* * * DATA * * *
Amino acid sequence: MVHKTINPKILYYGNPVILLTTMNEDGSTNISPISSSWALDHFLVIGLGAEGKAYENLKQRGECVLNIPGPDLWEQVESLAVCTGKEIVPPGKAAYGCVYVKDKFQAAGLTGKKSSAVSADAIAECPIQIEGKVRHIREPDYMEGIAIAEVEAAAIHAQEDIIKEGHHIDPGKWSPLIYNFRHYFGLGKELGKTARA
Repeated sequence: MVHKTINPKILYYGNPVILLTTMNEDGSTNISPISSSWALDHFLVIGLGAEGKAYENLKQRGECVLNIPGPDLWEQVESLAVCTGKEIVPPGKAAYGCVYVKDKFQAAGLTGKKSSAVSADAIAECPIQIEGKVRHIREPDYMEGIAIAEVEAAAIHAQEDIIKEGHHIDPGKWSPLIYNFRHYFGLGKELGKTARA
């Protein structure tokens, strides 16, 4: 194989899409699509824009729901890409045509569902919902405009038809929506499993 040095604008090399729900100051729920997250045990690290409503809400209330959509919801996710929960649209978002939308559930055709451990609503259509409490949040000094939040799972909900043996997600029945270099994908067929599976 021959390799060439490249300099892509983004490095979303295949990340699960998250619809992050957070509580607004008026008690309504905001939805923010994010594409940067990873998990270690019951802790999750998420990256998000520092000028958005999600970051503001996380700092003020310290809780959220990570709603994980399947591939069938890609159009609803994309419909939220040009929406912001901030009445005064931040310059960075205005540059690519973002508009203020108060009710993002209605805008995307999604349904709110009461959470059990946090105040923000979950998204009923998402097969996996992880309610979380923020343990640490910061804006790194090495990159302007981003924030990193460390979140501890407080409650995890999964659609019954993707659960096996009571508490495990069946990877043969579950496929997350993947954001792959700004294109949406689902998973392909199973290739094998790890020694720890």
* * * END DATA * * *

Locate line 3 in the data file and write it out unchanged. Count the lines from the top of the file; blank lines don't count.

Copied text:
């Protein structure tokens, strides 16, 4: 194989899409699509824009729901890409045509569902919902405009038809929506499993 040095604008090399729900100051729920997250045990690290409503809400209330959509919801996710929960649209978002939308559930055709451990609503259509409490949040000094939040799972909900043996997600029945270099994908067929599976 021959390799060439490249300099892509983004490095979303295949990340699960998250619809992050957070509580607004008026008690309504905001939805923010994010594409940067990873998990270690019951802790999750998420990256998000520092000028958005999600970051503001996380700092003020310290809780959220990570709603994980399947591939069938890609159009609803994309419909939220040009929406912001901030009445005064931040310059960075205005540059690519973002508009203020108060009710993002209605805008995307999604349904709110009461959470059990946090105040923000979950998204009923998402097969996996992880309610979380923020343990640490910061804006790194090495990159302007981003924030990193460390979140501890407080409650995890999964659609019954993707659960096996009571508490495990069946990877043969579950496929997350993947954001792959700004294109949406689902998973392909199973290739094998790890020694720890």